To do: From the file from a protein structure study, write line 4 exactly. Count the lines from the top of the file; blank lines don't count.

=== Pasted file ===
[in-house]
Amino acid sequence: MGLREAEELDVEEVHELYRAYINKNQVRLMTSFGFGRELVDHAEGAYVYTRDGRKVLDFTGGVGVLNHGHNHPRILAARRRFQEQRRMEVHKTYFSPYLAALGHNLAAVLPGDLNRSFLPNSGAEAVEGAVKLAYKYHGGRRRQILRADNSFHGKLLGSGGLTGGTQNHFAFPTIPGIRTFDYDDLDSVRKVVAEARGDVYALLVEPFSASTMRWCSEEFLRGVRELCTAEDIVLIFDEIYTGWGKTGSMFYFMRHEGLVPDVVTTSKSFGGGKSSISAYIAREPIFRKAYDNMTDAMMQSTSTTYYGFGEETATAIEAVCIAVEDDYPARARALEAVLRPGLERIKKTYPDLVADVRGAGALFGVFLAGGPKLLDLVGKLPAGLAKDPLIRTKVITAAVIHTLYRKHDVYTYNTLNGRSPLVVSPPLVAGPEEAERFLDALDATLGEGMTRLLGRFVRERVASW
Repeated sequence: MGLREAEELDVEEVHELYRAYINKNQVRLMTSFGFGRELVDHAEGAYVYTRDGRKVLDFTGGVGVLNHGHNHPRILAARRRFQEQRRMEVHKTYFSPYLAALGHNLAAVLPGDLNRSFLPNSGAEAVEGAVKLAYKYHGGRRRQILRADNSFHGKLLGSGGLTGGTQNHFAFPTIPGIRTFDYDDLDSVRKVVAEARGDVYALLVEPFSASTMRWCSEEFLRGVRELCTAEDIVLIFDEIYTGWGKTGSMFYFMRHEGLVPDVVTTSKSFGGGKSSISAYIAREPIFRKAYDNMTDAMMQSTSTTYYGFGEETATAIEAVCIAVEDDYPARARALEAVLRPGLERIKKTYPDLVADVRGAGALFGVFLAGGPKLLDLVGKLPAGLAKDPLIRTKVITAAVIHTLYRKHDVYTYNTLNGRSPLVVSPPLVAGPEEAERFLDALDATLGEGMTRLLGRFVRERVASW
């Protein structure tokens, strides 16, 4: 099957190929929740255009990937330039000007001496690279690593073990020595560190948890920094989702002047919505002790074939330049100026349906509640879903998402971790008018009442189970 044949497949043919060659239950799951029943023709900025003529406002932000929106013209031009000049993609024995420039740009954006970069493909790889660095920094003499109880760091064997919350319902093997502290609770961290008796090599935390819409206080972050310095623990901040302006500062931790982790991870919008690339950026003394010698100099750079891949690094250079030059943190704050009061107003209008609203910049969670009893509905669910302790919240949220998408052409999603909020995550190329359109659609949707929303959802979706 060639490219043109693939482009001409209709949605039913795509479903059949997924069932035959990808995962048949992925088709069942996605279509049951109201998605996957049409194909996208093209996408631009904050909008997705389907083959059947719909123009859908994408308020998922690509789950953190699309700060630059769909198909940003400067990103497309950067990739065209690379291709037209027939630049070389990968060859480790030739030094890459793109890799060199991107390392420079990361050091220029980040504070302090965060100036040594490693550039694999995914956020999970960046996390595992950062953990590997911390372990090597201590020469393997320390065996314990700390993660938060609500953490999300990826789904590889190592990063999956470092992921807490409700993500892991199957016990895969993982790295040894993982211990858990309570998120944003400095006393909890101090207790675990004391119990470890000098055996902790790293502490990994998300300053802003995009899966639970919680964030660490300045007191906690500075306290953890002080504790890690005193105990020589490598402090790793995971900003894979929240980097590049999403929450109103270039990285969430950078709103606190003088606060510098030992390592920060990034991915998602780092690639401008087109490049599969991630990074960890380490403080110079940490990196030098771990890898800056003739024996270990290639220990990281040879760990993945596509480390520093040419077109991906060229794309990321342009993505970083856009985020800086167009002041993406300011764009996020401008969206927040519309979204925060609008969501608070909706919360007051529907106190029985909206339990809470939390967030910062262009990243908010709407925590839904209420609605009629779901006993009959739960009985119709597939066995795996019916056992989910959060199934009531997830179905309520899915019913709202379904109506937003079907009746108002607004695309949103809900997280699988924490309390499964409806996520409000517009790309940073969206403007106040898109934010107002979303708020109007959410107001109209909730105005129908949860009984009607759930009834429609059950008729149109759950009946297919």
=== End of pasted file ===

């Protein structure tokens, strides 16, 4: 099957190929929740255009990937330039000007001496690279690593073990020595560190948890920094989702002047919505002790074939330049100026349906509640879903998402971790008018009442189970 044949497949043919060659239950799951029943023709900025003529406002932000929106013209031009000049993609024995420039740009954006970069493909790889660095920094003499109880760091064997919350319902093997502290609770961290008796090599935390819409206080972050310095623990901040302006500062931790982790991870919008690339950026003394010698100099750079891949690094250079030059943190704050009061107003209008609203910049969670009893509905669910302790919240949220998408052409999603909020995550190329359109659609949707929303959802979706 060639490219043109693939482009001409209709949605039913795509479903059949997924069932035959990808995962048949992925088709069942996605279509049951109201998605996957049409194909996208093209996408631009904050909008997705389907083959059947719909123009859908994408308020998922690509789950953190699309700060630059769909198909940003400067990103497309950067990739065209690379291709037209027939630049070389990968060859480790030739030094890459793109890799060199991107390392420079990361050091220029980040504070302090965060100036040594490693550039694999995914956020999970960046996390595992950062953990590997911390372990090597201590020469393997320390065996314990700390993660938060609500953490999300990826789904590889190592990063999956470092992921807490409700993500892991199957016990895969993982790295040894993982211990858990309570998120944003400095006393909890101090207790675990004391119990470890000098055996902790790293502490990994998300300053802003995009899966639970919680964030660490300045007191906690500075306290953890002080504790890690005193105990020589490598402090790793995971900003894979929240980097590049999403929450109103270039990285969430950078709103606190003088606060510098030992390592920060990034991915998602780092690639401008087109490049599969991630990074960890380490403080110079940490990196030098771990890898800056003739024996270990290639220990990281040879760990993945596509480390520093040419077109991906060229794309990321342009993505970083856009985020800086167009002041993406300011764009996020401008969206927040519309979204925060609008969501608070909706919360007051529907106190029985909206339990809470939390967030910062262009990243908010709407925590839904209420609605009629779901006993009959739960009985119709597939066995795996019916056992989910959060199934009531997830179905309520899915019913709202379904109506937003079907009746108002607004695309949103809900997280699988924490309390499964409806996520409000517009790309940073969206403007106040898109934010107002979303708020109007959410107001109209909730105005129908949860009984009607759930009834429609059950008729149109759950009946297919």